YA or... yes... ADULT ROMANCE  
Yep, I know I've always been a kids/YA agent... And I will be VERY choosy about this... but.  I am OBSESSED with reading romances, and I've decided I really want some of my own!

Specifically I seek: delicious, funny, sexy, swoony, single-title Regency/Victorian/Edwardian (Or WW1-era "Faded Gentility" in the Downton mold, or glitterati of the 1920's could be fun). An unusual setting or unexpected hero/heroine would be great, too. Some of my fave authors in this genre include Tessa Dare, Courtney Milan, Sherry Thomas, Elizabeth Essex and Sarah Maclean.

I like complicated heroes and witty and brainy heroines, and I'm a sucker for things like Mistaken Identity; Cross-dressing; Duckling-into-Swan; Gaming Hells; Rakes and Courtesans. Happily-ever-after a must.

An example of a specific book I recently loved: ALMOST A SCANDAL by Elizabeth Essex. It's an adventure about a girl who dresses as her brother and takes his place on a Navy vessel - she knows more about seafaring than most green sailors, so although her commanding officer figures out the ruse relatively quickly... he also needs her. So he lets her stay aboard in drag and... well. I won't tell you what happens. But ROWR.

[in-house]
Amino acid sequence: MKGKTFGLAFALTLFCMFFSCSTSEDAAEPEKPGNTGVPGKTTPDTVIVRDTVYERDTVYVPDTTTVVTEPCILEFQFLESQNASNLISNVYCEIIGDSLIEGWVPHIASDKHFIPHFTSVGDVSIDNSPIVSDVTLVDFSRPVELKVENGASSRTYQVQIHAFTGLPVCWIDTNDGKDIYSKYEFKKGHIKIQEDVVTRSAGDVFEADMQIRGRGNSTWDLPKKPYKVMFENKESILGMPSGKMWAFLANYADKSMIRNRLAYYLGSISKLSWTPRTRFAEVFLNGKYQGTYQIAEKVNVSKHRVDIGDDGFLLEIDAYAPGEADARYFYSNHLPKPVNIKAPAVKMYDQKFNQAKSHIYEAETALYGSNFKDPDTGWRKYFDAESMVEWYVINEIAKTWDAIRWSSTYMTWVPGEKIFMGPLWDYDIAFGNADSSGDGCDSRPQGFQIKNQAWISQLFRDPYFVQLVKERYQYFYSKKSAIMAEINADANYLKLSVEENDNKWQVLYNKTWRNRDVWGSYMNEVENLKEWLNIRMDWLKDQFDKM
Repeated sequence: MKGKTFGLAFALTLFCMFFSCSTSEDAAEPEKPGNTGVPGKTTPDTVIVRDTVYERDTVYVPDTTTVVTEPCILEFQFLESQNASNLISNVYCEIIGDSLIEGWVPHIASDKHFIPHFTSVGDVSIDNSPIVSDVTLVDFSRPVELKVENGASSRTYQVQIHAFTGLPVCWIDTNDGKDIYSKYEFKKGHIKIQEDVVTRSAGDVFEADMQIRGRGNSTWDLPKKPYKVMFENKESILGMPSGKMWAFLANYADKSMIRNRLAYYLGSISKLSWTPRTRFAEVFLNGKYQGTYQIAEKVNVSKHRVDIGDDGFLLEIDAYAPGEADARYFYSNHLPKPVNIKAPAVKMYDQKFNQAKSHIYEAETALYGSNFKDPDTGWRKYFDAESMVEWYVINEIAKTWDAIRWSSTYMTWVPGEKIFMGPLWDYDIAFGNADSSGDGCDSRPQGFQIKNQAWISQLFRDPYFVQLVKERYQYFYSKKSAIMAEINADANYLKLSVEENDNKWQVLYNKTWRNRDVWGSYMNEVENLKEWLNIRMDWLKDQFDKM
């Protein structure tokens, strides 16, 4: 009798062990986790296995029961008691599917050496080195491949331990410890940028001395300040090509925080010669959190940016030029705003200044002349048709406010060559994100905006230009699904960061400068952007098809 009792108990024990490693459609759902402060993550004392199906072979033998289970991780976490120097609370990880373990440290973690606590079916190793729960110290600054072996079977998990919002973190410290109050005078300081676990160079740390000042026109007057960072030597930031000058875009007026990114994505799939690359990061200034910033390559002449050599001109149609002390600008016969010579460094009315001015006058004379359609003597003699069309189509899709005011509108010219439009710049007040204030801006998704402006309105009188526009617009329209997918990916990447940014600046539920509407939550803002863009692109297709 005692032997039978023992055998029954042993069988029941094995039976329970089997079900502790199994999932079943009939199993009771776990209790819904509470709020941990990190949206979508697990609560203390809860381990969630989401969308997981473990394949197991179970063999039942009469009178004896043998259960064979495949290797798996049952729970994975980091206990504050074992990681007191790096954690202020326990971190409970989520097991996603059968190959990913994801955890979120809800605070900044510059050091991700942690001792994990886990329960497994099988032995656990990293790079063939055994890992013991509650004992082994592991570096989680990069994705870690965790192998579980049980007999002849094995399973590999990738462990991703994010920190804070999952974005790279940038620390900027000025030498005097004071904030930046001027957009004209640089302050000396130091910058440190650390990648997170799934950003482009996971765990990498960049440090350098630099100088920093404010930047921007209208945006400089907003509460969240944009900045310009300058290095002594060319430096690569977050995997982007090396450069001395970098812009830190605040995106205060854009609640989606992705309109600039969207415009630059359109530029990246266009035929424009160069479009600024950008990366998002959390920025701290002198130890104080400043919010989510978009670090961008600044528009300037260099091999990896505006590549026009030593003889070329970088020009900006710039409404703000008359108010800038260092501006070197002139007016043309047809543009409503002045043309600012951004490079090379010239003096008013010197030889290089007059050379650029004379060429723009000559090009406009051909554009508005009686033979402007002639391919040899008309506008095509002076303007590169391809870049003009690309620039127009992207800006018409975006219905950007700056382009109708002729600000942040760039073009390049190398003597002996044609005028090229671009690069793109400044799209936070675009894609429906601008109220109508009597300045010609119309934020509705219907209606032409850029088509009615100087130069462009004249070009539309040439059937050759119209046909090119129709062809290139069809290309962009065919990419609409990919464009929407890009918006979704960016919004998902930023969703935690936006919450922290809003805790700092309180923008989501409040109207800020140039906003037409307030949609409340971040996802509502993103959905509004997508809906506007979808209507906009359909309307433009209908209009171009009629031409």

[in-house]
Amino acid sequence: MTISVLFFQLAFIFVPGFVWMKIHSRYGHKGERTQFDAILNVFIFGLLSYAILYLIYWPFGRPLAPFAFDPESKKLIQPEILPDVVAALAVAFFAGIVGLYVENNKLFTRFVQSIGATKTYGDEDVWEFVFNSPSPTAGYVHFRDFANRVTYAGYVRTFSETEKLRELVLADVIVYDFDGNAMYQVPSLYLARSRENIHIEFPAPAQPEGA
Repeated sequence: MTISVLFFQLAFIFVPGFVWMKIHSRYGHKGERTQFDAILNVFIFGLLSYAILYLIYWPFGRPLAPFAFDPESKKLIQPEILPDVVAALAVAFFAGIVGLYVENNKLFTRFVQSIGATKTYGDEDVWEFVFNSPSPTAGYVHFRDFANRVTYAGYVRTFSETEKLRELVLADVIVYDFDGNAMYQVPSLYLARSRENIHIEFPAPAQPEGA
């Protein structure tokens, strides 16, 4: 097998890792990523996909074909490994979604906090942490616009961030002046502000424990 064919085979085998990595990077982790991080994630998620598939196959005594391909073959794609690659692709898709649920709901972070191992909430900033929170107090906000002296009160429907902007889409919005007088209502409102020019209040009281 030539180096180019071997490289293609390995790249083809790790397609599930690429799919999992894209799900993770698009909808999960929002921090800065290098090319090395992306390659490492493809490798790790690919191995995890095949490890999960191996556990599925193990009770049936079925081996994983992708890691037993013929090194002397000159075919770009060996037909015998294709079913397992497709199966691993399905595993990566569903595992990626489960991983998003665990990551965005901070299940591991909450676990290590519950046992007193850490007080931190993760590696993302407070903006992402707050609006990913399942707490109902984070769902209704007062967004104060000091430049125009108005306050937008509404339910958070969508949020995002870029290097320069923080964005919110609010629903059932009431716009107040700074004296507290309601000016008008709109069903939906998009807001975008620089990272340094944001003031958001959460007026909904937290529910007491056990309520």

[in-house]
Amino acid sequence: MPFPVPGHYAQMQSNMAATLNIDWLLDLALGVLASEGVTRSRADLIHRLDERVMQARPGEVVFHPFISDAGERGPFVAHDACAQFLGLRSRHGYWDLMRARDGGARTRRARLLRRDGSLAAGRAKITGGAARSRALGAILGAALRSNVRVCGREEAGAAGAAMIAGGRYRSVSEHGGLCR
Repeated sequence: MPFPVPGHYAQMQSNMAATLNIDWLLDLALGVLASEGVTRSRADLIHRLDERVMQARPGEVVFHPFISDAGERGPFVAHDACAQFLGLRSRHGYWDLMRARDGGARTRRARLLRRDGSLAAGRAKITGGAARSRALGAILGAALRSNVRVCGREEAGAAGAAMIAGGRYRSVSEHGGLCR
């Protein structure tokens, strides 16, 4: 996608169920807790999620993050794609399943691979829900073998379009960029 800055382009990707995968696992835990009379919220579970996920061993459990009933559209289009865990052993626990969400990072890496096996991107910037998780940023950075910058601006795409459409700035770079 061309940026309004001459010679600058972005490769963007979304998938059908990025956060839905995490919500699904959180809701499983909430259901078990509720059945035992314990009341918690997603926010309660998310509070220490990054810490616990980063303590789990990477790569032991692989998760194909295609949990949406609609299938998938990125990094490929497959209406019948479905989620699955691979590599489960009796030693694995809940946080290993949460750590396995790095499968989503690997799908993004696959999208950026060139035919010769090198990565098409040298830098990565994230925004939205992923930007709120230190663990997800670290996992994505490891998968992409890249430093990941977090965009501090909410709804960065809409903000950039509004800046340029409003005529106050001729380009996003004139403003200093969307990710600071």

Another: ANY DUCHESS WILL DO by Tessa Dare. A rakish Duke's mother insists he pick a woman to marry. She bets him she can teach ANY girl the lessons she needs to be a successful Duchess in a week's time. If she succeeds, he'll marry. If she fails, she'll never bring up marriage again. He of course doesn't want to marry, so he picks the worst possible candidate - a messy catastrophe of a serving wench. Good luck making a Duchess out of that, mother... (hilarity and kissing ensues).

I'd also be open to something in the above vein for YA...  

LIGHT YA/NA CONTEMP
 Funny, romantic, delightful. That's all. Think MEANT TO BE or ANNA AND THE FRENCH KISS. A diverse cast would be great. A light QUEER book such as this would also be great. If this tips into college-age NA territory, that's OK by me. And it can have issues in the way that, say, a Sarah Dessen book has issues - but I'm not looking for truly grim or dark.